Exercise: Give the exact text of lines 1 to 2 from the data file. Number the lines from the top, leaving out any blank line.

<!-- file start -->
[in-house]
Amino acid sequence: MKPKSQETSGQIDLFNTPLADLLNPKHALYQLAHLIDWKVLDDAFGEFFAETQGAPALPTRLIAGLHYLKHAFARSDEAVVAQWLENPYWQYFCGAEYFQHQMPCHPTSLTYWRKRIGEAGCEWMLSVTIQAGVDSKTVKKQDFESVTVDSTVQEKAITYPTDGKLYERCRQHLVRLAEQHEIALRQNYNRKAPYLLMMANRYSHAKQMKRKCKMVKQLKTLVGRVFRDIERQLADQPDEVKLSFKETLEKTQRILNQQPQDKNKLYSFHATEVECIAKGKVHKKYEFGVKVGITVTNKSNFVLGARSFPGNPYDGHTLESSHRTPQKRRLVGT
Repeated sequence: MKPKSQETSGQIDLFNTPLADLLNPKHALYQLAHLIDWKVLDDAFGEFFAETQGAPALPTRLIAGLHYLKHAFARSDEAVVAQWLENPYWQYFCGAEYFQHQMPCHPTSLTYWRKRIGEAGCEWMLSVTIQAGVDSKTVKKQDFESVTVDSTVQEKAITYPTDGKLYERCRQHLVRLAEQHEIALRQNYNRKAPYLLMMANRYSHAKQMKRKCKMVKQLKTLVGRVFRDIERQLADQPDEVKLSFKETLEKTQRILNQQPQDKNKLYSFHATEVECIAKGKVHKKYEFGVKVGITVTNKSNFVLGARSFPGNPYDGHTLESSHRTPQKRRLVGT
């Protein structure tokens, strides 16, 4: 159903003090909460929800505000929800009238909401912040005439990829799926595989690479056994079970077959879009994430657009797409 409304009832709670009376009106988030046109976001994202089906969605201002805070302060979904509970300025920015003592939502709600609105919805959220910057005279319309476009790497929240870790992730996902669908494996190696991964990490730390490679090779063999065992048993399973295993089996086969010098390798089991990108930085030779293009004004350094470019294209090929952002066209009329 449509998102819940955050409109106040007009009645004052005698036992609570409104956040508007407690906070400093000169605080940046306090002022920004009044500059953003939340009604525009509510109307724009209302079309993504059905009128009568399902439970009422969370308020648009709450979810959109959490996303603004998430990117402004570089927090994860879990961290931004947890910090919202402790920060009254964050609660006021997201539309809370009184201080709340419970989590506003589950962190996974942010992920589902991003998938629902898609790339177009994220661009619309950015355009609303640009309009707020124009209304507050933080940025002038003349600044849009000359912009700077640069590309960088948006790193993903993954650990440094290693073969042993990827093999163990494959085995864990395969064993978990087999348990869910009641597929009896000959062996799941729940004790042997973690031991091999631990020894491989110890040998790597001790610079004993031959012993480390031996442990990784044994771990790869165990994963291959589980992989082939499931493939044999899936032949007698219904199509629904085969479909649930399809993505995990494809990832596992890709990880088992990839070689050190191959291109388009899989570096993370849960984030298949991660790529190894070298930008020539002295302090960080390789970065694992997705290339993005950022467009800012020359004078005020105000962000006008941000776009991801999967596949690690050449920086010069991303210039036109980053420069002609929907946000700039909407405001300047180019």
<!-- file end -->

[in-house]
Amino acid sequence: MKPKSQETSGQIDLFNTPLADLLNPKHALYQLAHLIDWKVLDDAFGEFFAETQGAPALPTRLIAGLHYLKHAFARSDEAVVAQWLENPYWQYFCGAEYFQHQMPCHPTSLTYWRKRIGEAGCEWMLSVTIQAGVDSKTVKKQDFESVTVDSTVQEKAITYPTDGKLYERCRQHLVRLAEQHEIALRQNYNRKAPYLLMMANRYSHAKQMKRKCKMVKQLKTLVGRVFRDIERQLADQPDEVKLSFKETLEKTQRILNQQPQDKNKLYSFHATEVECIAKGKVHKKYEFGVKVGITVTNKSNFVLGARSFPGNPYDGHTLESSHRTPQKRRLVGT